As an example of how lies can be like a stain that keeps spreading the more you try to stop it, consider a pre-election series in the New Yorker that documented myriad lies. These are thoroughly researched, devastating articles, and yet they also serve to spread the lies further. Though the series' alliterative title, "Trump and the Truth", was meant to be ironic, at a subliminal level some may be swayed instead by the visual power of two words that share the same length and the first three letters. By associating Trump with the truth, the title works against the articles' content. And because of the difficulty of reporting lies, the articles' content even works against itself. Of 1260 words in one of the articles, only 195 present the truth, while 628 convey Trump's lies.

This is the journalist's predicament, in a time when content may not register. Instead, it's the subliminal message in the image, the look or sound of words in the headline that people respond to. In a similar manner, some people watching the presidential debates last fall may have picked up on Trump's impressive physical bearing, rather than what he actually said. For people wishing to believe, appearance will win out over content.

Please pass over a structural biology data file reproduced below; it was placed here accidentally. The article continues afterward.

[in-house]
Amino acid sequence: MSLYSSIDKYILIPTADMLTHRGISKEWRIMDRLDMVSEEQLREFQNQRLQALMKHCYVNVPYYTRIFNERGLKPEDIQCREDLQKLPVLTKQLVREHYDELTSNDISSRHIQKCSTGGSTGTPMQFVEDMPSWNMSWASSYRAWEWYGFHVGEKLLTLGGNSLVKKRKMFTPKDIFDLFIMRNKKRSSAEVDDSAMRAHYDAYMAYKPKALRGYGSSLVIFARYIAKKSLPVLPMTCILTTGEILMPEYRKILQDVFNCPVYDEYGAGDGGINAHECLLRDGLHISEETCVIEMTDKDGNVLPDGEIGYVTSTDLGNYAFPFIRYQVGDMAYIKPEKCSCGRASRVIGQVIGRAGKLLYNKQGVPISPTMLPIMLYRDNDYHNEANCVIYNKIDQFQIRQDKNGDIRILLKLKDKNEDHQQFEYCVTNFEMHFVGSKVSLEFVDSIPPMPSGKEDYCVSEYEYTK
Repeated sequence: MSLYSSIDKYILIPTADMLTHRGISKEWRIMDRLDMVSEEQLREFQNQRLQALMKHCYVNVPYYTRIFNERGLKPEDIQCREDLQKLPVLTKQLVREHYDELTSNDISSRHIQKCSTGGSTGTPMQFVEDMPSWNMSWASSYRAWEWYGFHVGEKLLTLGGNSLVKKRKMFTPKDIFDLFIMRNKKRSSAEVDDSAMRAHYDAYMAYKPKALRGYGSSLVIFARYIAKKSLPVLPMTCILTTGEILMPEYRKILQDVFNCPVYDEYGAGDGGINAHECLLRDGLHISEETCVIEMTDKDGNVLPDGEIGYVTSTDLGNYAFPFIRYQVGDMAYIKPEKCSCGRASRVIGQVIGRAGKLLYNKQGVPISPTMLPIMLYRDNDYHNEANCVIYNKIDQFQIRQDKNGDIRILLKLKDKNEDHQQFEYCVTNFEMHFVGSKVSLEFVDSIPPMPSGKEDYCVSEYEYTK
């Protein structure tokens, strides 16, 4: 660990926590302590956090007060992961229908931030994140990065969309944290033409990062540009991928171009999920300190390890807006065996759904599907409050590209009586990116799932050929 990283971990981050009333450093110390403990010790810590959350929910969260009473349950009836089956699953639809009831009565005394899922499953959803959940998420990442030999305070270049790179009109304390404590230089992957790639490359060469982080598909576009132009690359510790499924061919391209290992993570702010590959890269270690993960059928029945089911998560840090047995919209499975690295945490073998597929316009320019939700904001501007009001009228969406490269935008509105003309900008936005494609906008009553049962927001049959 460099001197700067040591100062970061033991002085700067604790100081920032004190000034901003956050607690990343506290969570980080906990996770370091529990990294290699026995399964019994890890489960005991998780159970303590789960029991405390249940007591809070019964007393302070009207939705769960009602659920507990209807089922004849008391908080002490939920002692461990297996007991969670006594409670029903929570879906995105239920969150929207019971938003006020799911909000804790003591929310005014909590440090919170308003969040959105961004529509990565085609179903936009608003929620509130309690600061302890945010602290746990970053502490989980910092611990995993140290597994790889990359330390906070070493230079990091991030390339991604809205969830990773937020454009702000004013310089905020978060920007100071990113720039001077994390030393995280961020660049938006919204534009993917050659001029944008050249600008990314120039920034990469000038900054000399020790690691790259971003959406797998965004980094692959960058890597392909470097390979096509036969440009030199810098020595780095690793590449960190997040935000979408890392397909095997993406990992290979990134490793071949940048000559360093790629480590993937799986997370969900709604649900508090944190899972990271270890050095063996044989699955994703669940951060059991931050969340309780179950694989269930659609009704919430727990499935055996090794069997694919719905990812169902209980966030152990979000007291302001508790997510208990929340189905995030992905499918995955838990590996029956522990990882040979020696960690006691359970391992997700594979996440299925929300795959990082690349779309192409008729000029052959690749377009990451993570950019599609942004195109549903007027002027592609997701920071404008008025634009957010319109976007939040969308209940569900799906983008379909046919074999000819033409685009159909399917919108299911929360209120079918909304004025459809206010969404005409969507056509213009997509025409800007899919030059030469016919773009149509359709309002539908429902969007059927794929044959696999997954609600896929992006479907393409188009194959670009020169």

Click on "Read More" below to see the 195 words of truth, presented almost apologetically, and how more than half of the article actually helps spread Trump's message.

Tuesday, October 17, 2017

Climate Think: Comparing Climate Change and Drunk Driving

Here are two examples of what can be called Climate Think:
  • If we viewed terrorism the way we view climate change, there'd be no security checks at airports, because no one could prove definitively when or even if a plane will be hijacked in the future.
  • If we viewed drunk driving the way we view climate change, there'd be no law against Driving While Intoxicated, because no one could prove for certain that alcohol was the cause of the accident.